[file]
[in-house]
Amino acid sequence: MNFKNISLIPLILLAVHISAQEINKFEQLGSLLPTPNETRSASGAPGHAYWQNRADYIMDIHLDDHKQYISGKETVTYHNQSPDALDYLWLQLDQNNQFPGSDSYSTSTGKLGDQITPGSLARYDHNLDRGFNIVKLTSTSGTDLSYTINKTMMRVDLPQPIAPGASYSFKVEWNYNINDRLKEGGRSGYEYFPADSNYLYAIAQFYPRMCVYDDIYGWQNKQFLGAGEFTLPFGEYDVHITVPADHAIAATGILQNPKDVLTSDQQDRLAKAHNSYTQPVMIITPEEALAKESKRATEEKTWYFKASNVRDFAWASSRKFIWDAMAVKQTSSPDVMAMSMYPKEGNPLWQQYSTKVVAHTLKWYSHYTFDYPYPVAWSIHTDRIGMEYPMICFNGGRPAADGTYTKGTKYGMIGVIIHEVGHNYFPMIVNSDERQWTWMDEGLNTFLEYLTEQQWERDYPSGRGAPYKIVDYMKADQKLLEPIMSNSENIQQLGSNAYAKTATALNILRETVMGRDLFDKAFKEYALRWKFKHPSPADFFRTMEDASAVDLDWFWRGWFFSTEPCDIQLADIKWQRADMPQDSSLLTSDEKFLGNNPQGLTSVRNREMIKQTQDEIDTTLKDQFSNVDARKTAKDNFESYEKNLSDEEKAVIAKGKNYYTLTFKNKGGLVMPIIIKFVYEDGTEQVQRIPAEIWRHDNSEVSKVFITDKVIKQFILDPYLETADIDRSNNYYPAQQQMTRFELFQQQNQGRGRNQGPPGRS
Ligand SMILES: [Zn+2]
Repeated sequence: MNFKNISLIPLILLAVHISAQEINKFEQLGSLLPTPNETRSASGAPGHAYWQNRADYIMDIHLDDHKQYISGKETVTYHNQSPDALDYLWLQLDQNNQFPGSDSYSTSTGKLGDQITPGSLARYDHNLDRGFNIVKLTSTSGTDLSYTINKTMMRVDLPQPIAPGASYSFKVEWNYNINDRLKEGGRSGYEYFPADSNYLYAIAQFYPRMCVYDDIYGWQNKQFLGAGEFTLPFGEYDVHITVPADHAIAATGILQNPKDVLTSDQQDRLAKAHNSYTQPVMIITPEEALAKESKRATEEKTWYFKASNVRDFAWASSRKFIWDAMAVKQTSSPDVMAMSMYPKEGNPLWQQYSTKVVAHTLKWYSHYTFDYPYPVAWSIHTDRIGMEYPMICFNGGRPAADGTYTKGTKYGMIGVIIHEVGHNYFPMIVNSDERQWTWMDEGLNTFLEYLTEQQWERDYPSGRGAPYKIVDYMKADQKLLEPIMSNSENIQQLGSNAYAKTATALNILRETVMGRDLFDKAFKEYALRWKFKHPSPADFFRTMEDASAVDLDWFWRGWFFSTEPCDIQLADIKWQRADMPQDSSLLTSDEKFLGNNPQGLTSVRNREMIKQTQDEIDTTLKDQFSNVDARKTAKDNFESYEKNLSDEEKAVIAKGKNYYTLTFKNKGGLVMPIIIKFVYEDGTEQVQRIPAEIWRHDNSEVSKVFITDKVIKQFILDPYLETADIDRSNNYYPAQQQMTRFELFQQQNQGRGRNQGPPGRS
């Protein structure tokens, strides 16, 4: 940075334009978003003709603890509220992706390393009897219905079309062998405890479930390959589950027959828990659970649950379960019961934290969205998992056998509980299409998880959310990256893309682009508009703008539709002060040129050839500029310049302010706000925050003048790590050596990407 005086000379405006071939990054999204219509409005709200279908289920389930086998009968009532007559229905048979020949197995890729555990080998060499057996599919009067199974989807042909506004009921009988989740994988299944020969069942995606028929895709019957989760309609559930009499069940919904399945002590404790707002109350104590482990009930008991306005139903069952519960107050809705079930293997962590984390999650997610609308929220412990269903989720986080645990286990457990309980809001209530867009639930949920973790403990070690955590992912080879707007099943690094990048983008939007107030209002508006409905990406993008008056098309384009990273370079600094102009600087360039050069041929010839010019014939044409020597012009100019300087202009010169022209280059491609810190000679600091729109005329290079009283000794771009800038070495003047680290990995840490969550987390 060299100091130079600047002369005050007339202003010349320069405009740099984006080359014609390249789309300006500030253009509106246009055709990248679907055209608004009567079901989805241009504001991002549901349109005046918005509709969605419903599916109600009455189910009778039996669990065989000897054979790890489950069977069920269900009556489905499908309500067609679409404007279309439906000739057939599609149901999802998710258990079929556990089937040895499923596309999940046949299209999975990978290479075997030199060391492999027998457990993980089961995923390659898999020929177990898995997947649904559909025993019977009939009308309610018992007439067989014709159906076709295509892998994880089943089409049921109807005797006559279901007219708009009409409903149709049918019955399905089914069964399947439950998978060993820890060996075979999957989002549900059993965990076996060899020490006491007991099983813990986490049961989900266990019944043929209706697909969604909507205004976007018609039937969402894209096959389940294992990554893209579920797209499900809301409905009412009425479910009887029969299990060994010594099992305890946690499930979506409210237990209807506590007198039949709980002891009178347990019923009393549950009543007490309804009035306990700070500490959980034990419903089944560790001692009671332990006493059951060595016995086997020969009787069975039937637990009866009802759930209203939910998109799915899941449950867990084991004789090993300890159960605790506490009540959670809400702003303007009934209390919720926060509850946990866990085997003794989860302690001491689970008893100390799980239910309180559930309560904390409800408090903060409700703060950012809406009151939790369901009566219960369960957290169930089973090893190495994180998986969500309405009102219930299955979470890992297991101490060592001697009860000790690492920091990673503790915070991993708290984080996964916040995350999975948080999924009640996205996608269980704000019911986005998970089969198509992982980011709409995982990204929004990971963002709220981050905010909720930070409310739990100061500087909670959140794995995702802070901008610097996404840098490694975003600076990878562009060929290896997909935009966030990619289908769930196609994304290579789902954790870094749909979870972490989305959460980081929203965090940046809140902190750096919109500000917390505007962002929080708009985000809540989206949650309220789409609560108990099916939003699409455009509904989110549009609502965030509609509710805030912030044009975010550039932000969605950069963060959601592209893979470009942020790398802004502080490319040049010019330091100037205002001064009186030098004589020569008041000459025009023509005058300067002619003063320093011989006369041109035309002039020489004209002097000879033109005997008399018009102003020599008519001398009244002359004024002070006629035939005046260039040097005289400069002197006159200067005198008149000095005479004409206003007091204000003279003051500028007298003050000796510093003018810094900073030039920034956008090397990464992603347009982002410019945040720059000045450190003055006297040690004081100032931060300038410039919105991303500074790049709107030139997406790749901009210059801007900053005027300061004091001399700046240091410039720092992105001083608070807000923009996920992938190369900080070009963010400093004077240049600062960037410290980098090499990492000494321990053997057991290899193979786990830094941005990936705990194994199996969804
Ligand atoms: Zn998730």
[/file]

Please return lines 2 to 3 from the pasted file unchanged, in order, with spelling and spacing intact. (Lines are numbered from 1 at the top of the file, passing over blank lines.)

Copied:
Amino acid sequence: MNFKNISLIPLILLAVHISAQEINKFEQLGSLLPTPNETRSASGAPGHAYWQNRADYIMDIHLDDHKQYISGKETVTYHNQSPDALDYLWLQLDQNNQFPGSDSYSTSTGKLGDQITPGSLARYDHNLDRGFNIVKLTSTSGTDLSYTINKTMMRVDLPQPIAPGASYSFKVEWNYNINDRLKEGGRSGYEYFPADSNYLYAIAQFYPRMCVYDDIYGWQNKQFLGAGEFTLPFGEYDVHITVPADHAIAATGILQNPKDVLTSDQQDRLAKAHNSYTQPVMIITPEEALAKESKRATEEKTWYFKASNVRDFAWASSRKFIWDAMAVKQTSSPDVMAMSMYPKEGNPLWQQYSTKVVAHTLKWYSHYTFDYPYPVAWSIHTDRIGMEYPMICFNGGRPAADGTYTKGTKYGMIGVIIHEVGHNYFPMIVNSDERQWTWMDEGLNTFLEYLTEQQWERDYPSGRGAPYKIVDYMKADQKLLEPIMSNSENIQQLGSNAYAKTATALNILRETVMGRDLFDKAFKEYALRWKFKHPSPADFFRTMEDASAVDLDWFWRGWFFSTEPCDIQLADIKWQRADMPQDSSLLTSDEKFLGNNPQGLTSVRNREMIKQTQDEIDTTLKDQFSNVDARKTAKDNFESYEKNLSDEEKAVIAKGKNYYTLTFKNKGGLVMPIIIKFVYEDGTEQVQRIPAEIWRHDNSEVSKVFITDKVIKQFILDPYLETADIDRSNNYYPAQQQMTRFELFQQQNQGRGRNQGPPGRS
Ligand SMILES: [Zn+2]